Autonomous vehicle legislation passes out of Mississippi House Committee

Chairman Rep. Busby says AVs are meant to be part of our trade and it’s imperative that the state have regulations that support them and Mississippi.

Last week, lawmakers passed Mississippi House Transportation Committee Bill 1003. The bill, authored by State Representative Charles Busby (R), Speaker of the House, would introduce the Mississippi Fully Autonomous Vehicle Enabling (MS FAVE) Act of 2023 to regulate the operation of autonomous vehicles (AVs) on public roads.

“I am proud that our committee has recognized the need to regulate AVs. We’ve worked closely with the Department of Public Safety and the Department of Transportation to ensure we have laws that are good for Mississippi,” said Assemblyman Busby.

Busby, a candidate for Southern District Transportation Commissioner this year, said he’s early in the process and has ample opportunity to improve the guidelines as new information becomes available.

“With a nationwide shortage of 80,000 truck drivers and expectations of that number doubling in the next few years, AVs are destined to become part of our trade and it’s imperative that we have regulations in place that protect them and.” Support Mississippi,” Busby continued.

According to the National Conference of State Legislators (NCSL), industry leaders see autonomous vehicles as an essential part of the future of the automotive industry. Each year, the number of states considering autonomous vehicle legislation gradually increases.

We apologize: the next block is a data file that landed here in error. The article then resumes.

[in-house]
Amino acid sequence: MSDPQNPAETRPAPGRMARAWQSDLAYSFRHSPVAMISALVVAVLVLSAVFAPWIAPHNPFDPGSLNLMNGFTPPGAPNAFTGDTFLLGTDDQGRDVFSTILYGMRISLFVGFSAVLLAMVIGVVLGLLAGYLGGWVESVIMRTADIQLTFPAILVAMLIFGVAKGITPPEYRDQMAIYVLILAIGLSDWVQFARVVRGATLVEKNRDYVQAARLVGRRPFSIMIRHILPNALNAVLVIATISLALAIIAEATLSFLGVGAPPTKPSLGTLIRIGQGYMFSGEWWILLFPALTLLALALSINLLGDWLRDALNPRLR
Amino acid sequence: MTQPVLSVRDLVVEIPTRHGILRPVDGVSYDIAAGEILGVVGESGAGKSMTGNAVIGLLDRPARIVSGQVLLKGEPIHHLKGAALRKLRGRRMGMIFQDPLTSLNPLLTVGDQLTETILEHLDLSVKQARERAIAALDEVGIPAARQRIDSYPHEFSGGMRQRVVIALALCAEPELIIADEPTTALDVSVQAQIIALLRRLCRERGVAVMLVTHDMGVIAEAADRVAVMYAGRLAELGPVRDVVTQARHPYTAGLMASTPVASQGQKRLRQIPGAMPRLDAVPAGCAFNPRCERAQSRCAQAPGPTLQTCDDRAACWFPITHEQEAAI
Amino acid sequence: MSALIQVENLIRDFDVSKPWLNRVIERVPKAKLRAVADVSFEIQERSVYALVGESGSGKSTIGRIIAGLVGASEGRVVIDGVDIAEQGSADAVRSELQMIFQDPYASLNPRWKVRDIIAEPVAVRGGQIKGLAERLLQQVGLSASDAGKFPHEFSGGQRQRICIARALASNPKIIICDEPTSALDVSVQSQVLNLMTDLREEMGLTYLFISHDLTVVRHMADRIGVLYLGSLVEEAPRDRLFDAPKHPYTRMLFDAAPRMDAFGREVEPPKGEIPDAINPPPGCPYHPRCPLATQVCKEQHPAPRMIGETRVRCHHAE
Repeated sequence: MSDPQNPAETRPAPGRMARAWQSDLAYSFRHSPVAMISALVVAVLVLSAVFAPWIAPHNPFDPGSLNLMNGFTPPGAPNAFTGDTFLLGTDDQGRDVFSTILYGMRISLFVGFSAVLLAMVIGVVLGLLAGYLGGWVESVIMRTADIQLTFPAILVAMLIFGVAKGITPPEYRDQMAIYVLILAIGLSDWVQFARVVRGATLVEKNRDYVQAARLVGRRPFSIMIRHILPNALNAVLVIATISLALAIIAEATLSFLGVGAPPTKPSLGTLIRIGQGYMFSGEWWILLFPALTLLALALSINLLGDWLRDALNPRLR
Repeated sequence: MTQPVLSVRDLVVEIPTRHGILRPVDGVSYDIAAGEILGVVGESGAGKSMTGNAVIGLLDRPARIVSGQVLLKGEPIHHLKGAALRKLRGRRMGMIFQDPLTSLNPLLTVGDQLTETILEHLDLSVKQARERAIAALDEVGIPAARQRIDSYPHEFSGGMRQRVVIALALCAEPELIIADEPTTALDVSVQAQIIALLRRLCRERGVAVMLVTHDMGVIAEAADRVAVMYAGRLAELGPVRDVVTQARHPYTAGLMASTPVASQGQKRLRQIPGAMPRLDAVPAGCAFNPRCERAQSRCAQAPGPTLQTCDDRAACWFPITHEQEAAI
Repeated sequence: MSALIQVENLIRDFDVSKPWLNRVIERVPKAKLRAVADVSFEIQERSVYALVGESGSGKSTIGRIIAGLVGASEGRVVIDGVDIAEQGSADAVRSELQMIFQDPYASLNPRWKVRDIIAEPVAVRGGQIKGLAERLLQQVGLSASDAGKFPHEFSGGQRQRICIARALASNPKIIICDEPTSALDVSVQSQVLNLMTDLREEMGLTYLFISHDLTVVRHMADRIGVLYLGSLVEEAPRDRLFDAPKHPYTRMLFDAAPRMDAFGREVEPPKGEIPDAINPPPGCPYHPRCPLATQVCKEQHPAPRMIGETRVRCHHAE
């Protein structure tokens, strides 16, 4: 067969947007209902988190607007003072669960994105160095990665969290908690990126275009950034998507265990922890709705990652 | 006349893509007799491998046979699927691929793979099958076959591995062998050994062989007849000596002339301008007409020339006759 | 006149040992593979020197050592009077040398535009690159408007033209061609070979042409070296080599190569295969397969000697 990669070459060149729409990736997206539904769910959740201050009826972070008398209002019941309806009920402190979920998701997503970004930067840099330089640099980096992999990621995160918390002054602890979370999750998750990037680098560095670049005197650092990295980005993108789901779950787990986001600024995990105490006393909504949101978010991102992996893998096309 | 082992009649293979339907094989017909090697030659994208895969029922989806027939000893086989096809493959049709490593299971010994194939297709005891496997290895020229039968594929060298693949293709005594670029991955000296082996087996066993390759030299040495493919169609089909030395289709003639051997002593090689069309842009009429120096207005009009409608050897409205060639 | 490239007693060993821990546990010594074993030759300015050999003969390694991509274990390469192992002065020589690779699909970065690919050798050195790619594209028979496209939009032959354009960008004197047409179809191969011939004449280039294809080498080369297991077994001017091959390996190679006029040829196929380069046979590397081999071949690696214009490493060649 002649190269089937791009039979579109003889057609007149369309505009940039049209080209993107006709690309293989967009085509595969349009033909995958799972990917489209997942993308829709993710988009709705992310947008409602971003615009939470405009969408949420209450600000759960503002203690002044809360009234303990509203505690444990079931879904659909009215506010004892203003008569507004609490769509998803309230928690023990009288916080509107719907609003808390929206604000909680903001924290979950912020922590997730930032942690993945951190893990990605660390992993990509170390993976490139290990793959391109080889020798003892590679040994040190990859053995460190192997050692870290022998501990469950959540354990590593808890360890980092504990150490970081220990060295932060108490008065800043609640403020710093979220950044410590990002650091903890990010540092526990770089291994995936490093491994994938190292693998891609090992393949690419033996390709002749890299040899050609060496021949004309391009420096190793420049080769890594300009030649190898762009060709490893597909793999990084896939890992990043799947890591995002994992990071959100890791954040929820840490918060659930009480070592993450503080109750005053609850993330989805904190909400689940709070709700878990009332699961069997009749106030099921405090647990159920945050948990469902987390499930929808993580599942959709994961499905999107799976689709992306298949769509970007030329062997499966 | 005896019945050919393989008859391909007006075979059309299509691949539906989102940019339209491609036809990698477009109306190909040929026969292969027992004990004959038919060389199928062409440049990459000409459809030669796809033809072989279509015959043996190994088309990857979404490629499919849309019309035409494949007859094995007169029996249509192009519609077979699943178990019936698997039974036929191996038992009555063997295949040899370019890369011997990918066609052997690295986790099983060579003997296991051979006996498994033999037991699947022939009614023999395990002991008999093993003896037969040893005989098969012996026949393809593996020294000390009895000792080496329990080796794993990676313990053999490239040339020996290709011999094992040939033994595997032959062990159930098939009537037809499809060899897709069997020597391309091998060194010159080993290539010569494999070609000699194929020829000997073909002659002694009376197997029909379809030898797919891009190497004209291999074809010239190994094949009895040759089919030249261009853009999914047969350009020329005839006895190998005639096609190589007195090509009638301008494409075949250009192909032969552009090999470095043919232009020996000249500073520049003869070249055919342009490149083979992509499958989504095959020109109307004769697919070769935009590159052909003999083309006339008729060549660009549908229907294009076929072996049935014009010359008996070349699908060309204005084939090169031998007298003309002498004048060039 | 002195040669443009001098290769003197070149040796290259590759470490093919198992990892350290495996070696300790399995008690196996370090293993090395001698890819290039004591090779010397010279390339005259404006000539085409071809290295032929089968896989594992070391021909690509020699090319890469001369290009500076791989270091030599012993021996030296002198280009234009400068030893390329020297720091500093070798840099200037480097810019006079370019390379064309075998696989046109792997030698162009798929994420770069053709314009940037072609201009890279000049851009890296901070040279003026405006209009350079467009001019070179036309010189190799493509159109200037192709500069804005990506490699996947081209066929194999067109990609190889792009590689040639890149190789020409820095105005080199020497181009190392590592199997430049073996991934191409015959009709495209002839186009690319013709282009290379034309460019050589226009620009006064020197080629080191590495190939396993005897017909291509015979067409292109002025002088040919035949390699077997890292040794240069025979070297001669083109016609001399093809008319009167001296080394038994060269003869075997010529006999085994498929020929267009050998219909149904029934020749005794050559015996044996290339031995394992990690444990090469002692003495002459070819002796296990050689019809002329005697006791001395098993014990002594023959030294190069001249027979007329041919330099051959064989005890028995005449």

Autonomous Vehicle Industry Association (AVIA) Executive Director Jeff Farrah thanked State Assemblyman Busby for recognizing the transformative benefits of AVs and his leadership on HB 1003.

“During the past decade, Mississippi has tragically experienced the highest rate of road deaths in the nation,” Farrah said. “We encourage the Mississippi legislature to pass HB 1003 so that AVs can realize their potential to improve traffic safety for residents while strengthening supply chain resilience, improving mobility and supporting economic growth.”

The AVIA stated that it is critical for Americans to understand that driver-assistance technology is not the same as an autonomous vehicle (AV).

“The mixing of driver assistance systems and AVs (even unintentionally) harms consumers’ understanding of two different technologies,” explained AVIA. “Failing to understand the difference by American consumers actually increases the safety risks from driver assistance system misuse. In turn, misuse of the driver assistance system leads to greater confusion and potential concerns, jeopardizing the future of AVs to enable significant safety and mobility benefits. AVs open up a new era of safety and mobility that goes beyond what is possible with driver assistance systems like Tesla’s Autopilot.”

AVIA urges policymakers, journalists and other stakeholders to make a clear distinction between ADAS and AVs.

“Although both can offer an opportunity to improve road safety, AVs and driver assistance are two completely different technologies with completely different capabilities, applications, experiences, business models and target customers,” continued AVIA.

— Article credit to Anne Summerhays of the Magnolia Tribune —

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